- Perform troubleshooting steps outlined in Table 3, if necessary.
4. System Monitoring
- Check the digester system and its components frequently during operation. Particular attention should be paid to the mixing and heating systems. Insufficient mixing will manifest in an abrupt decrease in effluent solids concentration (Fig. 6). Periodically check that the oil or water in the gas meters is at the appropriate level and replace the steel wool in the H2S trap as needed. Note that the steel wool will become black and glossy as it reacts with H2S to form iron sulfide.
- Perform these analyses on digester effluent for diagnosis of system performance and stability. The values should consistently fall within the specified optimum range indicated in Table 1.
- Measure the biogas production rate and pH every feeding cycle.
- Measure the volatile fatty acid concentration, alkalinity, and biogas content multiple times a week. Note: The biogas content should be measured at the same time relative to the feeding cycle since its composition will change over the course of the cycle. Ideally, the biogas should be sampled at the end of a feeding cycle, just prior to feeding.
- Measure the biological or chemical oxygen demand and total and volatile solids once a week or more often to obtain at least three data points for each experimental condition at pseudo-steady state conditions.
5. Representative Results
Successful inoculation of the digester is marked by the production of biogas within several days. The methane to carbon dioxide ratio of the biogas will increase during the acclimatization period as more methanogenic biomass is recruited. The slow growth of methanogens compared to acidogens makes long acclimatization periods and gradual operational changes necessary. In Fig. 5, we demonstrate the dynamic response of a digester when a high organic loading rate (OLR) is introduced too early in the start-up phase. In this example, there was insufficient methanogenic biomass to remove (i.e., utilize) the volatile fatty acids (VFAs) evolved from the substrate degradation step, acidogenesis. This led to an accumulation of VFAs, and subsequently, a reduction in the pH. To rectify this situation, the OLR was reduced to limit the production of VFAs by acidogens and to allow greater methanogen recruitment before returning to the higher OLR. The digesters then exhibited stable digestion for three hydraulic retention periods.
Stable digestion or pseudo-steady-state conditions can be assumed when the measured parameters, such as the biogas production rates, total VFA concentrations, volatile solids concentrations, and pH levels, are consistently maintained within 10% of their average values, for a minimum time period of one HRT. The significance of this allotment is revealed in Fig. 6, which shows the prolonged response of the CSTR system to a perturbation caused by insufficient mixing. The lack of proper mixing allowed the solids to settle in the reactor, which meant fewer solids were removed during effluent decanting. Their accumulation resulted in higher effluent solids concentrations after sufficient mixing was restored. It took approximately one HRT (i.e., 25 days) to return the digester to a normal effluent solids concentration.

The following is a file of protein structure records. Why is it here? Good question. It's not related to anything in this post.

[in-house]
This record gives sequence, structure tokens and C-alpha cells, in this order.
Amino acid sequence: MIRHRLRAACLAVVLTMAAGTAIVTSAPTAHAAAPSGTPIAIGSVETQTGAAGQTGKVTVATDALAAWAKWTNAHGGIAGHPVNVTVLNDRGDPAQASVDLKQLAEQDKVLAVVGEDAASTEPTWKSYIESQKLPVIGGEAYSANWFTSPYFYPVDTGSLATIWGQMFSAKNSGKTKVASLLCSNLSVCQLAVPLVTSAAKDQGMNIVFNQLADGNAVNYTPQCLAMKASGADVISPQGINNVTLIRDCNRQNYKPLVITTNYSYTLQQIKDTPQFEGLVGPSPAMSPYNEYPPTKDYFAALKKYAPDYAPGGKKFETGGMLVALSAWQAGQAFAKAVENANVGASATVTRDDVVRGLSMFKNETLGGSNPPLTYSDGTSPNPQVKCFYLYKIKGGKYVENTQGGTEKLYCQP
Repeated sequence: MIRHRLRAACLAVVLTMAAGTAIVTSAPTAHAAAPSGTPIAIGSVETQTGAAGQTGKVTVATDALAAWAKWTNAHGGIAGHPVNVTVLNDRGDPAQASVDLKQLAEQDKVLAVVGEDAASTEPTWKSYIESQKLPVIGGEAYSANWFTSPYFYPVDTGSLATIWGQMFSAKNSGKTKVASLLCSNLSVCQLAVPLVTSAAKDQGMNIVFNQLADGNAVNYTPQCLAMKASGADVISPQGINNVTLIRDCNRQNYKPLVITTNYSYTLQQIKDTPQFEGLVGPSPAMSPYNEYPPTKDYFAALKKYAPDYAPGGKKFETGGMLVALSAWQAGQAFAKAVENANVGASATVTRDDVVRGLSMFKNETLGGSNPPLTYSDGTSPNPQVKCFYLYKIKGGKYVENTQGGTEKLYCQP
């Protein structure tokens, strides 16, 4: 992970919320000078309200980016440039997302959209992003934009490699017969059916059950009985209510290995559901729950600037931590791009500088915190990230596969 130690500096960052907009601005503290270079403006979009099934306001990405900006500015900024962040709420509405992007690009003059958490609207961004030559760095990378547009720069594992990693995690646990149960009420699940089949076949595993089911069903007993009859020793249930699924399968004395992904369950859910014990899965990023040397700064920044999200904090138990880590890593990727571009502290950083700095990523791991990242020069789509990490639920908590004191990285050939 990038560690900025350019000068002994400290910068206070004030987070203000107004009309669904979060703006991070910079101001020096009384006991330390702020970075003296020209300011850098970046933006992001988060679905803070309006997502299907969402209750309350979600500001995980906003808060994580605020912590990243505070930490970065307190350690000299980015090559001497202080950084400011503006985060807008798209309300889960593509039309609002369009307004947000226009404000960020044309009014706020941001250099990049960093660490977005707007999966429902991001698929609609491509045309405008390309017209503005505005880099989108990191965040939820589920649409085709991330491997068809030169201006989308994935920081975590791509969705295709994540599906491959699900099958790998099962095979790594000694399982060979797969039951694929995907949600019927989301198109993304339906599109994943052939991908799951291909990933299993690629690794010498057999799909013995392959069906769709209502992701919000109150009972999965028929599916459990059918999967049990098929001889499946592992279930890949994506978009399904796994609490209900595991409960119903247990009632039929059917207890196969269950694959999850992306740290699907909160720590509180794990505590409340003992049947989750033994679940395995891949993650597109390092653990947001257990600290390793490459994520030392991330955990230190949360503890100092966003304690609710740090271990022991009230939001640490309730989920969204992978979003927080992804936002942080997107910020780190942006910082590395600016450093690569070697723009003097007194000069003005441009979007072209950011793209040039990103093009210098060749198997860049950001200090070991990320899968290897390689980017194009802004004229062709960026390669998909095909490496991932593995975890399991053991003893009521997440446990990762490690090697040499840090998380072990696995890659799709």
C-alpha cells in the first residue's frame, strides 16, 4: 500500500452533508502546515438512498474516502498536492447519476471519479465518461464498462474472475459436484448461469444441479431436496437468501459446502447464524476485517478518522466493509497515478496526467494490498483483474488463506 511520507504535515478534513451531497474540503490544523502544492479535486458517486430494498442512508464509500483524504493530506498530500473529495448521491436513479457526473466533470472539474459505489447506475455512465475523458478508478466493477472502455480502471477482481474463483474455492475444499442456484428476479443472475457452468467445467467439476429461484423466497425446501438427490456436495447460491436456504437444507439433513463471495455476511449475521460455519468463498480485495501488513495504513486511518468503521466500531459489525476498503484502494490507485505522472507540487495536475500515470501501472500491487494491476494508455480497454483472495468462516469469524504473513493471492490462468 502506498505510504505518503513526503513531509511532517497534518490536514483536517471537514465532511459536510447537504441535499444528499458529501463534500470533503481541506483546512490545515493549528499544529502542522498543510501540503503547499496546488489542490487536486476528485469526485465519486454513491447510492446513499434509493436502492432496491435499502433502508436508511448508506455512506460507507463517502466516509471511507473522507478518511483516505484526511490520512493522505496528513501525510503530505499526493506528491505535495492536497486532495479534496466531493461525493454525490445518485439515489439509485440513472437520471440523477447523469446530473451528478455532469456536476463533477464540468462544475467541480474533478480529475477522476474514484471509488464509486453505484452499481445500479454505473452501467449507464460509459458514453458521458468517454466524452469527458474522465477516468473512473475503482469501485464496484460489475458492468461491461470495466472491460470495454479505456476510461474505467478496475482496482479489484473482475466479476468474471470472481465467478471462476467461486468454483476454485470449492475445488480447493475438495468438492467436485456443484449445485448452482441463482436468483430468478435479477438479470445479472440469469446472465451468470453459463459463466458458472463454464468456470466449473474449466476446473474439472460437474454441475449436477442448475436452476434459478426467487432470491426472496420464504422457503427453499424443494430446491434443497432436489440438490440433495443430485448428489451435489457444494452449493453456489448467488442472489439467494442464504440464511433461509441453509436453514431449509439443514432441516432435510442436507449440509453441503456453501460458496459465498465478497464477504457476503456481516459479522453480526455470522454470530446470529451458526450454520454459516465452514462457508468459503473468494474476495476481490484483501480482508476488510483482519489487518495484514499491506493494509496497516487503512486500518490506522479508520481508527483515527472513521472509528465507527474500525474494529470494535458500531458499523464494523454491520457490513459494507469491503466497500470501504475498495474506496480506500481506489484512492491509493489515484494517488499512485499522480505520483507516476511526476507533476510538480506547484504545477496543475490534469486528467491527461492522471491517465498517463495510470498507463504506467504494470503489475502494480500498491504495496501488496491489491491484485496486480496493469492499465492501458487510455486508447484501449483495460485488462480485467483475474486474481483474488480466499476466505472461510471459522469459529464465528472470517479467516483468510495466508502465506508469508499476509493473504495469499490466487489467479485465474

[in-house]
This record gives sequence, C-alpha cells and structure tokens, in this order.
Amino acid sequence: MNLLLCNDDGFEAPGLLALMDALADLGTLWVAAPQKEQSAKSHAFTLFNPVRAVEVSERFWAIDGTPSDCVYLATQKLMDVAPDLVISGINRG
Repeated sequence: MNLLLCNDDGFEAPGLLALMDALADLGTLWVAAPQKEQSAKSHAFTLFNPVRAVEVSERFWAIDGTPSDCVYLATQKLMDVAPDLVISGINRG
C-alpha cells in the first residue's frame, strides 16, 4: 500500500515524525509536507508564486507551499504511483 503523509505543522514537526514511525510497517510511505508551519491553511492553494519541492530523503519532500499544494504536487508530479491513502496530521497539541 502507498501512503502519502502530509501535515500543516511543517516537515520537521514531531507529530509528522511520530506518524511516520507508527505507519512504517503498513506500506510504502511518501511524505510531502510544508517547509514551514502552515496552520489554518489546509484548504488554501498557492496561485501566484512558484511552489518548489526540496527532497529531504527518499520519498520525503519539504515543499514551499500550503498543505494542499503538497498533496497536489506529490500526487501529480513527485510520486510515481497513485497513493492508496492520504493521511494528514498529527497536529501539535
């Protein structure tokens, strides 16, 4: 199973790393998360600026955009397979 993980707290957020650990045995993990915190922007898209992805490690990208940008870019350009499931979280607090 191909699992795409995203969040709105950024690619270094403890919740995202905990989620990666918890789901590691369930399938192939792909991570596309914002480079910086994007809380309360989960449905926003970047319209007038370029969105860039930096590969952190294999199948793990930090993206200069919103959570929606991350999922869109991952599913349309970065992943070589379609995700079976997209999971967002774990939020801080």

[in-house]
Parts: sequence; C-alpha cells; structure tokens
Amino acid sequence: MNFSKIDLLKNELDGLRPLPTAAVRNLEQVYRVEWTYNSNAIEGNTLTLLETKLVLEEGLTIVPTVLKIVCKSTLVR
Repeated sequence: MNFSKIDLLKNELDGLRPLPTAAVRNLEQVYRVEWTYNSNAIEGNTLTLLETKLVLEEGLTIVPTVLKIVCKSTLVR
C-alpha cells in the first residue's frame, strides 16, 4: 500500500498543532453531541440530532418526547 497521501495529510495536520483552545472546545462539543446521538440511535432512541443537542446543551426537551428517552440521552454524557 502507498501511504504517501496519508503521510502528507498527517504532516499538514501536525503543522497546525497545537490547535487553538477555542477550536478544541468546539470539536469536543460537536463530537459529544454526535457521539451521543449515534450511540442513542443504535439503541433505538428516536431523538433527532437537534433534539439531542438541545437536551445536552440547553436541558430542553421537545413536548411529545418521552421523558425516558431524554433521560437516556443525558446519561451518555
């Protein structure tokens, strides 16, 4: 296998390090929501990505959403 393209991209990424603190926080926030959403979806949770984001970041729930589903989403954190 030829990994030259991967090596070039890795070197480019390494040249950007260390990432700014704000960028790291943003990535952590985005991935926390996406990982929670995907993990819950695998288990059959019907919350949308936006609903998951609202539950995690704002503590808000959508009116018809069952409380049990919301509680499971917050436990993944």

An anaerobic digester is a biological system; thus it will exhibit some internal variability in performance. This variability must be quantified before the experimenter can discern the specific effects caused by experimental perturbations imposed on the system (the proper use of statistics is required). Three HRT periods are required before an experimental change is made to the reactor system because this is generally considered an adequate period of time to assume stable concentrations of chemical species in the mixed liquor (Fig. 7). By the end of this interval, the experimenter should be able to construct a reliable baseline for each measured parameter. This baseline serves as a basis of comparison for future experimentation.
The general performance of the digester can be assessed by following the monitoring protocol, which requires that various standard analyses be executed routinely. This schedule provides adequate temporal resolution to identify precursors to most system problems and the lee time to prevent them. Furthermore, the results of these diagnostic tests are meant to be used in conjunction with Table 1 to identify suboptimum performance. Table 3 provides solutions to many of the problems typically encountered when setting-up a digester. In the event that a problem cannot be rectified by following the instructions outlined therein, the operator should consult other resources, such as a reference text pertaining to anaerobic biotechnology.
|Operation Parameters||Standard Methods Index||Typical Range||Extreme Range|
|Temperature||2550(A)||32-37 17 °C||50-60 17 °C||20-42 17 °C||45-65 17 °C|
|Organic Loading Rate||NL||0.8-2.0 17 g
|1.5-5.0 17 g
|0.4-6.4 17 g
|1.0-7.5 17 g
|Hydraulic Retention Time||NL||15 - 35 Days||< 15 ; > 35 Days|
|Carbon: Nitrogen Ratio||NL||25:1 17||> 25:1|
|Monitoring Parameters||Standard Methods Index||Optimum Range||Suboptimum Range|
|pH||4500-H+(B)||6.5 - 8.2 10||< 6.5 ; > 8.2|
|Alkalinity||2320(B)||1300 - 3000 17
|Volatile Acids||5560(C)||< 200 10
|> 200 10